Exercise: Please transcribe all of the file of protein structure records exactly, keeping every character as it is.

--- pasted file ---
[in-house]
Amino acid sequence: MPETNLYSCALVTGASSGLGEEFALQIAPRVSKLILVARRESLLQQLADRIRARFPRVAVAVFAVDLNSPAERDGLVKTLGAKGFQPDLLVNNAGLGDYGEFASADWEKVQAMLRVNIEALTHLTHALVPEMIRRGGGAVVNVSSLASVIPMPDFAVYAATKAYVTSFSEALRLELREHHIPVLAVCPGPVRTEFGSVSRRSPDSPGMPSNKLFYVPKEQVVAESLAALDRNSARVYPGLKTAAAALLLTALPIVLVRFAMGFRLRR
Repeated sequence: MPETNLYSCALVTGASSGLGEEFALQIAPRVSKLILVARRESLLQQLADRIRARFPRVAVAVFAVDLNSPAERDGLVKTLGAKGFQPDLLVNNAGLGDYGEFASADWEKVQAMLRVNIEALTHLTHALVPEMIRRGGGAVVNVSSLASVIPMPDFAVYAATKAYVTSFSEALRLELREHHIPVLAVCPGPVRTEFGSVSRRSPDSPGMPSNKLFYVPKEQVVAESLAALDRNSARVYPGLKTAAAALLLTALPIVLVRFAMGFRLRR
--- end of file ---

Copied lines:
[in-house]
Amino acid sequence: MPETNLYSCALVTGASSGLGEEFALQIAPRVSKLILVARRESLLQQLADRIRARFPRVAVAVFAVDLNSPAERDGLVKTLGAKGFQPDLLVNNAGLGDYGEFASADWEKVQAMLRVNIEALTHLTHALVPEMIRRGGGAVVNVSSLASVIPMPDFAVYAATKAYVTSFSEALRLELREHHIPVLAVCPGPVRTEFGSVSRRSPDSPGMPSNKLFYVPKEQVVAESLAALDRNSARVYPGLKTAAAALLLTALPIVLVRFAMGFRLRR
Repeated sequence: MPETNLYSCALVTGASSGLGEEFALQIAPRVSKLILVARRESLLQQLADRIRARFPRVAVAVFAVDLNSPAERDGLVKTLGAKGFQPDLLVNNAGLGDYGEFASADWEKVQAMLRVNIEALTHLTHALVPEMIRRGGGAVVNVSSLASVIPMPDFAVYAATKAYVTSFSEALRLELREHHIPVLAVCPGPVRTEFGSVSRRSPDSPGMPSNKLFYVPKEQVVAESLAALDRNSARVYPGLKTAAAALLLTALPIVLVRFAMGFRLRR